New to Python: my impression v. Perl/Ruby
francisgavila at yahoo.com
Tue Jan 20 05:09:06 CET 2004
Wayne Folta wrote in message ...
>(Actually, now that I reread it, I should've said "pure OO", which I
>believe is more reflective of their statements. And this has some basis
>in fact, I believe, if you look at the v1 of Ruby and Python and what
>is first-class and what is not.)
>Again, as you yourself say, they chose to subclass protocol services
>off of a class 'protocol' and Python did not. In fact, Python chose to
>not subclass POP3 from anything. Why? Because of the culture, in my
>opinion. Ruby emphasizes OO and that it's "pure OO" (their opinion) and
>so an implementation that involves a Smalltalk-ish subclassing of
>everything recommends itself.
>Python has a different culture where such strict tree-like class
>structure does not recommend itself. Python's "batteries included"
>philosophy resulted in a more straightforward and (mostly) better
>documented way to do it.
>Intellectually, I prefer Ruby. Ruby and Smalltalk intrigue me. But the
>"pure OO" approach (my words this time) is annoying, and even at some
>point inconsistent, as I mentioned in my paragraph about 0.step(). I
>feel like Python has got the right balance where it's OO and pretty
>much fully so, but not fanatically so. And it's what I've adopted.
Some time ago I wrestled with the Ruby-Python claim-counterclaim to "purity"
Anyway, as yet I fail to see how one can be considered more "pure" than the
other. Ruby prefers subclassing, but this seems cultural rather than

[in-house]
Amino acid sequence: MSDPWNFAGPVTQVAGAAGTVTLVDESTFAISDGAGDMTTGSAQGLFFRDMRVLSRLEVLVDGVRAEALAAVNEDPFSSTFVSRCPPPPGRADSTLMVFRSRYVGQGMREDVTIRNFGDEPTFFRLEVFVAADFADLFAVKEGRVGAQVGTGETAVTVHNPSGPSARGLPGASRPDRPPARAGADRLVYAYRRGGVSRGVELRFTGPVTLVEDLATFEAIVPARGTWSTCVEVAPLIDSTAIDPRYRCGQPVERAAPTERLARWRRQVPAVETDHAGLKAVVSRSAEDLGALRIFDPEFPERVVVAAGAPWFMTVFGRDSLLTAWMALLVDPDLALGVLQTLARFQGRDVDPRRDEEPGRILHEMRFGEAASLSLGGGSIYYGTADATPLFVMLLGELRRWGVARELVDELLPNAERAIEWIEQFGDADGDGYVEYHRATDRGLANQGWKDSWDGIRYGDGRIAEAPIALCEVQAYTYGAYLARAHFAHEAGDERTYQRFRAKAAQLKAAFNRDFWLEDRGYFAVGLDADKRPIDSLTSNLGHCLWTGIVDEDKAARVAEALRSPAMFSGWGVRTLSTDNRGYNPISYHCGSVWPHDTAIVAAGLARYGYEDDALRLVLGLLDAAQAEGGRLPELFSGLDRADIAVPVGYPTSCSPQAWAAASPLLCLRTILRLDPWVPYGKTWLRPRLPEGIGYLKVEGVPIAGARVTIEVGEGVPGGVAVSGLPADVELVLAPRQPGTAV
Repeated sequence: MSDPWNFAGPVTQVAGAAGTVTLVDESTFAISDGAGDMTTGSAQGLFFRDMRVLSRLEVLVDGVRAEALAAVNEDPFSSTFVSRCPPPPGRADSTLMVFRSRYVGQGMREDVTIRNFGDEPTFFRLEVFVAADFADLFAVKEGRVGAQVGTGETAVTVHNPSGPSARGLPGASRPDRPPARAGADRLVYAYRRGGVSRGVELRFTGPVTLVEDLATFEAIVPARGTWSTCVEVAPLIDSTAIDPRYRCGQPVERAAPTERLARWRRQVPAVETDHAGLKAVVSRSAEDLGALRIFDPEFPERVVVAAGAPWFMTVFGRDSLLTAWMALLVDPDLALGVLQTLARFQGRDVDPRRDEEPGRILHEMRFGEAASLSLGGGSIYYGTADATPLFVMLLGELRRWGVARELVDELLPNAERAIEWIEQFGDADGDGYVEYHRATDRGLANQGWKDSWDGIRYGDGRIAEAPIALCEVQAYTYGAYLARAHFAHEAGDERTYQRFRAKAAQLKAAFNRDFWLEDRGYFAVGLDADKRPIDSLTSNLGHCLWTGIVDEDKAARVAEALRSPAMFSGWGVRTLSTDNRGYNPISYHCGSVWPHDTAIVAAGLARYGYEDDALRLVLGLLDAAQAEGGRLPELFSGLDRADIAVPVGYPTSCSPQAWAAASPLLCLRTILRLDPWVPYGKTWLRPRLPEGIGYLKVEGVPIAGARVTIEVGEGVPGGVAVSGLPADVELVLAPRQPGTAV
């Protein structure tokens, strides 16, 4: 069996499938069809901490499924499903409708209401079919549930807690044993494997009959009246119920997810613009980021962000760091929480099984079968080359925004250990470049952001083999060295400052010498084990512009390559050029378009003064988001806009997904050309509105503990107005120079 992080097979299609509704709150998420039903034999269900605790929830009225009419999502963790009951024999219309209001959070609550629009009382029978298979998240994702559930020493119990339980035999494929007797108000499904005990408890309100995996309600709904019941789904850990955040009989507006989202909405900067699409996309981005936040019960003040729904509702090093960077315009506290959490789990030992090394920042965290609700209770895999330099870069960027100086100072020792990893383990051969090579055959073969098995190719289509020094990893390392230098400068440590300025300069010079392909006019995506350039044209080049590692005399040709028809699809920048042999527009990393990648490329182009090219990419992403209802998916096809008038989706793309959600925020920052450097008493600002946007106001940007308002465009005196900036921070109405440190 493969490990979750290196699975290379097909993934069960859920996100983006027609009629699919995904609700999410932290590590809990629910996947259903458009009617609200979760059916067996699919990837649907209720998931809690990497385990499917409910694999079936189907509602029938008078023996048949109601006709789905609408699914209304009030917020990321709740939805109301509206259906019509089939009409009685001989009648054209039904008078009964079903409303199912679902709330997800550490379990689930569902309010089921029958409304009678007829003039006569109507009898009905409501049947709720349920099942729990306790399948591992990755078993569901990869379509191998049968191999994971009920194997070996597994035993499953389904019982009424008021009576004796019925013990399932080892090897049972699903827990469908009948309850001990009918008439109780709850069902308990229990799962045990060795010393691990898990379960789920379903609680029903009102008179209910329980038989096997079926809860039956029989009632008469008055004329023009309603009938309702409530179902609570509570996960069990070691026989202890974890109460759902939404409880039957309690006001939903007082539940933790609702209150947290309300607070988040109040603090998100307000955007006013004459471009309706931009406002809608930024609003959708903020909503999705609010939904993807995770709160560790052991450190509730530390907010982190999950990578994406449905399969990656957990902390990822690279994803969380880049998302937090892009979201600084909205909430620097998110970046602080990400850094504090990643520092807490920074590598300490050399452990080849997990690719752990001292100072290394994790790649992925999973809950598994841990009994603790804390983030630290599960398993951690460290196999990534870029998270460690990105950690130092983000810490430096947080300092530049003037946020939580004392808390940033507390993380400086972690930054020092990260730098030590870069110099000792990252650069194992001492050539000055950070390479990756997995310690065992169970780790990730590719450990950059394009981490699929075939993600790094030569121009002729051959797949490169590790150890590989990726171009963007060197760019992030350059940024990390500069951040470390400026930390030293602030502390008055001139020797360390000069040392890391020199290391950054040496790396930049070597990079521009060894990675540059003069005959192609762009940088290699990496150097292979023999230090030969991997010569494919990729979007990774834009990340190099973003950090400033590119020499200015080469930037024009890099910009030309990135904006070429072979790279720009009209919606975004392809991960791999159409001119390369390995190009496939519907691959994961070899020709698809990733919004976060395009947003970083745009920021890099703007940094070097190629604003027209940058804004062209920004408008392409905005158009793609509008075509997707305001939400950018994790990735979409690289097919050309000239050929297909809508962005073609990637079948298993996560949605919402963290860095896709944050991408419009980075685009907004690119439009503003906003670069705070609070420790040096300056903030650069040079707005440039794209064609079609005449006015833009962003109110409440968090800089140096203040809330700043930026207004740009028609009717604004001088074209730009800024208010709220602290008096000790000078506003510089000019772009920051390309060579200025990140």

technical. Further, Python can be said to be more "pure", in the naive
sense that everything that's first class is an object, and more entities are
first class in Python (e.g. methods). I don't think this is a *good*
argument, but it's not a ludicrous one, because it at the very least
illustrates that we don't know what the heck "pure" means in this context.
To me, the argument that there is a direct correspondence between "OO
purity" and "similarity to SmallTalk" begs the question, because it
presupposes that SmallTalk is pure OO. But there's nothing about SmallTalk,
aside from the historical accident of being one of the first languages to
use objects pervasively, which suggests to me that its is the "purest" way
of doing OO. Rather, OO is too general a concept to admit of a single
paradigm which is imitated to greater or lesser degrees in one or another
language. The difference between Ruby and Python already illustrates that
OO does not admit of a single paradigm, because of the attribute/message
distinction. Which is more pure? It's like asking whether meat as food is
more pure than vegetables.
Of course, this is just my current thinking on the subject. If someone
presents an argument that Ruby is more pure which I find compelling (Leaving
aside the old CPython wart of unsubclassable base types.), I'll certainly
repent my assessment. But I'll still prefer Python, because using 'impure
OO' doesn't bother me one bit. ;)
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